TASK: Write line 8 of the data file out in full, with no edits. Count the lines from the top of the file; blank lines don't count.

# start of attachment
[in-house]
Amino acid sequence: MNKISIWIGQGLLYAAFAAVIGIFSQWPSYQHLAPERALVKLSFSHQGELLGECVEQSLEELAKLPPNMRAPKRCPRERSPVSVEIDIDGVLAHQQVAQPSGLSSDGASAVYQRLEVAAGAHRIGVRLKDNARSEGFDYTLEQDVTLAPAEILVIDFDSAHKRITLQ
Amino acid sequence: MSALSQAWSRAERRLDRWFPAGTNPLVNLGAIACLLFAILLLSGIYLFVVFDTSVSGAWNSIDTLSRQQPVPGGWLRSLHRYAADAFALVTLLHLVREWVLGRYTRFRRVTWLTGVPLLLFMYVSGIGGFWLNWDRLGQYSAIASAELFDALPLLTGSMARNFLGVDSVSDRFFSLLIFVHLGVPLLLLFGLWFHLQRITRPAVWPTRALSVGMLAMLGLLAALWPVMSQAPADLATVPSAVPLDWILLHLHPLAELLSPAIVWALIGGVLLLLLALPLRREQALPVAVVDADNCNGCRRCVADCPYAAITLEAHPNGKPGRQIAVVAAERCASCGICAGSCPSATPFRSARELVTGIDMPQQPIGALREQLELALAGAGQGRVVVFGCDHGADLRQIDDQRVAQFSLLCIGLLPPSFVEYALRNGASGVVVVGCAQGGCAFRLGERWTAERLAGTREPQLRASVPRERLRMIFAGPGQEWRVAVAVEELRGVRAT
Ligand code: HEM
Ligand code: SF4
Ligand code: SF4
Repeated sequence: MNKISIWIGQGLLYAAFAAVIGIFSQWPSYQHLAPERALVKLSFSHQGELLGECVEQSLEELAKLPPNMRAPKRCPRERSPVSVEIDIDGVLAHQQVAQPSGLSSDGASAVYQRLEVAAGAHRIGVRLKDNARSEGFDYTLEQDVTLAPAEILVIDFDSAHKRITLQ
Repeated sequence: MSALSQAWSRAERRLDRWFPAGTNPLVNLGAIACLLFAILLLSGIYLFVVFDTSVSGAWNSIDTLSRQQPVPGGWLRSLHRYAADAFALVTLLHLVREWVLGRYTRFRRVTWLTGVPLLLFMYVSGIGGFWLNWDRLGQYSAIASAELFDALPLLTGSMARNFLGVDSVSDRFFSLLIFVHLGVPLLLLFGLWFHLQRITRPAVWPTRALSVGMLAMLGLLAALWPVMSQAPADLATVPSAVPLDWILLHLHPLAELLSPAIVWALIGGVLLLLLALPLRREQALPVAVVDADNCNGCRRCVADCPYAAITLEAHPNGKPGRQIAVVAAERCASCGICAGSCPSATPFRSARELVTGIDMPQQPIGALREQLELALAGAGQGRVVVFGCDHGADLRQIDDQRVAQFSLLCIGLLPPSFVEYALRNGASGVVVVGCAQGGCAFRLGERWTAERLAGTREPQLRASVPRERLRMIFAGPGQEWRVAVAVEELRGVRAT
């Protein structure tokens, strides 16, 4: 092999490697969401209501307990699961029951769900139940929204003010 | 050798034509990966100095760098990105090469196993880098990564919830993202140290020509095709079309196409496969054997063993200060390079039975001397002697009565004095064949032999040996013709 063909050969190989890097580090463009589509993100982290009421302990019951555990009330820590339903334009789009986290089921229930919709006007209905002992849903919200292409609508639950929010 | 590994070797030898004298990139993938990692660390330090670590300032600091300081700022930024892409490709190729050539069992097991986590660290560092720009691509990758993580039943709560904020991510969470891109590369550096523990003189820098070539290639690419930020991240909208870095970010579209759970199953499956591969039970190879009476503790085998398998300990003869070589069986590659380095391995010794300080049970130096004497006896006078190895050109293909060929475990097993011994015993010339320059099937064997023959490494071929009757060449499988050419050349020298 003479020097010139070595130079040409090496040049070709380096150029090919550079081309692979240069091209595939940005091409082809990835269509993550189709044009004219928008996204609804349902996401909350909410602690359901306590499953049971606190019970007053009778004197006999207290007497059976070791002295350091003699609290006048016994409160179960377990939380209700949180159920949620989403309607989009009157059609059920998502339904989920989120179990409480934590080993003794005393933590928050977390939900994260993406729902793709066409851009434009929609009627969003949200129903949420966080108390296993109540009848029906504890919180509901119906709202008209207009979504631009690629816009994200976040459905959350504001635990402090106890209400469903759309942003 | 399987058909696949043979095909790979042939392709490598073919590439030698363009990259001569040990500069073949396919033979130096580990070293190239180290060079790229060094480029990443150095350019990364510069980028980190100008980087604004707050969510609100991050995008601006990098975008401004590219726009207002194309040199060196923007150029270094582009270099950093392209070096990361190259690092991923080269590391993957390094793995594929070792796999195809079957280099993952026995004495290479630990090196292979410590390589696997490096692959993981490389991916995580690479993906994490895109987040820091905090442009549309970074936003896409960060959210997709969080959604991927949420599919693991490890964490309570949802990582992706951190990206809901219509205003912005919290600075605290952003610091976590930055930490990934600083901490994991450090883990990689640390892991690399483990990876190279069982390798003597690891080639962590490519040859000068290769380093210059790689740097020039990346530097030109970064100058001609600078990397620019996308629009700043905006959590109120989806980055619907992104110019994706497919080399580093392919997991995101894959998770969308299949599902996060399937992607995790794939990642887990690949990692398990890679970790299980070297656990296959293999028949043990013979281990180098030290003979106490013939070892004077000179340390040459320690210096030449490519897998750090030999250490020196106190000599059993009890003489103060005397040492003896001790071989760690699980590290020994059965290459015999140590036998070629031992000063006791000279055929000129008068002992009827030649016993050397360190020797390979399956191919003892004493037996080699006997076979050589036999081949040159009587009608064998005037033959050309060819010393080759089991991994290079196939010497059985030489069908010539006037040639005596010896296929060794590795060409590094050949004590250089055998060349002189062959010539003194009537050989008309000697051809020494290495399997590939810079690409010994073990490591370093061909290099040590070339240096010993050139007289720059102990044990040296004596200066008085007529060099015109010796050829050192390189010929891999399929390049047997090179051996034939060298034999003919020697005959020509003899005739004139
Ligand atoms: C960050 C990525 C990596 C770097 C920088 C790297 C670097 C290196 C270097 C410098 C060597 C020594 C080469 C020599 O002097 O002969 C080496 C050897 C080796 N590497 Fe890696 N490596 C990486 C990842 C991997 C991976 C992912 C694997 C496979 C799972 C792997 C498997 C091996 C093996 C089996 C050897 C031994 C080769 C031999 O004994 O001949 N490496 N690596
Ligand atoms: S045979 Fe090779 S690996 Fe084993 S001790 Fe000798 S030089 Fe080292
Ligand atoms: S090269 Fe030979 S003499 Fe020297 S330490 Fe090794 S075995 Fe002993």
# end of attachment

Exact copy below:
Repeated sequence: MSALSQAWSRAERRLDRWFPAGTNPLVNLGAIACLLFAILLLSGIYLFVVFDTSVSGAWNSIDTLSRQQPVPGGWLRSLHRYAADAFALVTLLHLVREWVLGRYTRFRRVTWLTGVPLLLFMYVSGIGGFWLNWDRLGQYSAIASAELFDALPLLTGSMARNFLGVDSVSDRFFSLLIFVHLGVPLLLLFGLWFHLQRITRPAVWPTRALSVGMLAMLGLLAALWPVMSQAPADLATVPSAVPLDWILLHLHPLAELLSPAIVWALIGGVLLLLLALPLRREQALPVAVVDADNCNGCRRCVADCPYAAITLEAHPNGKPGRQIAVVAAERCASCGICAGSCPSATPFRSARELVTGIDMPQQPIGALREQLELALAGAGQGRVVVFGCDHGADLRQIDDQRVAQFSLLCIGLLPPSFVEYALRNGASGVVVVGCAQGGCAFRLGERWTAERLAGTREPQLRASVPRERLRMIFAGPGQEWRVAVAVEELRGVRAT